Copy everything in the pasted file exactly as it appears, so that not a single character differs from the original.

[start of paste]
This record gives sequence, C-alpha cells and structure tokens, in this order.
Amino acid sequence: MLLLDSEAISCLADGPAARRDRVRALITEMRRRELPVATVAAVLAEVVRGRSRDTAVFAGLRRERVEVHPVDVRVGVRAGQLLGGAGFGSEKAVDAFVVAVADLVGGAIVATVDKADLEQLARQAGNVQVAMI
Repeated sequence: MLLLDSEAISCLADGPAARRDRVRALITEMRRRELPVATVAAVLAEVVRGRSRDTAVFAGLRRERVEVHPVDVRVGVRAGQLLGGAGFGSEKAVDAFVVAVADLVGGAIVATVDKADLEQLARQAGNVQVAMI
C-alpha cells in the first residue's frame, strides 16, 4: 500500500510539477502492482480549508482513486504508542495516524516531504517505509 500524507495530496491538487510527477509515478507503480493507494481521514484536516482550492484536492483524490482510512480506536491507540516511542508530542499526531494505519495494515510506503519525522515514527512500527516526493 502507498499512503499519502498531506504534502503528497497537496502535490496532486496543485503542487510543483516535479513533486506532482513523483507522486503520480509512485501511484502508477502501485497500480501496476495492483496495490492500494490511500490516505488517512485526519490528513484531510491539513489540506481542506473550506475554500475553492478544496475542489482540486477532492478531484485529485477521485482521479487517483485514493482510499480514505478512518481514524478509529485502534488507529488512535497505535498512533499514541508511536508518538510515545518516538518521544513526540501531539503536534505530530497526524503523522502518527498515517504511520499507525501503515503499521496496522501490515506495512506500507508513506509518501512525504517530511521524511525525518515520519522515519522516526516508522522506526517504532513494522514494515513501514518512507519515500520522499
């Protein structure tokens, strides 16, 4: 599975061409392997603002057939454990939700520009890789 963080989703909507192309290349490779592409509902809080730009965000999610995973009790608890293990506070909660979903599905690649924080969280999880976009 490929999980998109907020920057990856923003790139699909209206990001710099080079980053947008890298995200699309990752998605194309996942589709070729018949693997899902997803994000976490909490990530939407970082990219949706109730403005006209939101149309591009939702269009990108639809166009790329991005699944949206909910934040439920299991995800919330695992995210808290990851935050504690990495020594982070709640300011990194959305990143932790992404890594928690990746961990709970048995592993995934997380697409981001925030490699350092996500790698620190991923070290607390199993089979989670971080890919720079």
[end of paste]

This record gives sequence, C-alpha cells and structure tokens, in this order.
Amino acid sequence: MLLLDSEAISCLADGPAARRDRVRALITEMRRRELPVATVAAVLAEVVRGRSRDTAVFAGLRRERVEVHPVDVRVGVRAGQLLGGAGFGSEKAVDAFVVAVADLVGGAIVATVDKADLEQLARQAGNVQVAMI
Repeated sequence: MLLLDSEAISCLADGPAARRDRVRALITEMRRRELPVATVAAVLAEVVRGRSRDTAVFAGLRRERVEVHPVDVRVGVRAGQLLGGAGFGSEKAVDAFVVAVADLVGGAIVATVDKADLEQLARQAGNVQVAMI
C-alpha cells in the first residue's frame, strides 16, 4: 500500500510539477502492482480549508482513486504508542495516524516531504517505509 500524507495530496491538487510527477509515478507503480493507494481521514484536516482550492484536492483524490482510512480506536491507540516511542508530542499526531494505519495494515510506503519525522515514527512500527516526493 502507498499512503499519502498531506504534502503528497497537496502535490496532486496543485503542487510543483516535479513533486506532482513523483507522486503520480509512485501511484502508477502501485497500480501496476495492483496495490492500494490511500490516505488517512485526519490528513484531510491539513489540506481542506473550506475554500475553492478544496475542489482540486477532492478531484485529485477521485482521479487517483485514493482510499480514505478512518481514524478509529485502534488507529488512535497505535498512533499514541508511536508518538510515545518516538518521544513526540501531539503536534505530530497526524503523522502518527498515517504511520499507525501503515503499521496496522501490515506495512506500507508513506509518501512525504517530511521524511525525518515520519522515519522516526516508522522506526517504532513494522514494515513501514518512507519515500520522499
């Protein structure tokens, strides 16, 4: 599975061409392997603002057939454990939700520009890789 963080989703909507192309290349490779592409509902809080730009965000999610995973009790608890293990506070909660979903599905690649924080969280999880976009 490929999980998109907020920057990856923003790139699909209206990001710099080079980053947008890298995200699309990752998605194309996942589709070729018949693997899902997803994000976490909490990530939407970082990219949706109730403005006209939101149309591009939702269009990108639809166009790329991005699944949206909910934040439920299991995800919330695992995210808290990851935050504690990495020594982070709640300011990194959305990143932790992404890594928690990746961990709970048995592993995934997380697409981001925030490699350092996500790698620190991923070290607390199993089979989670971080890919720079």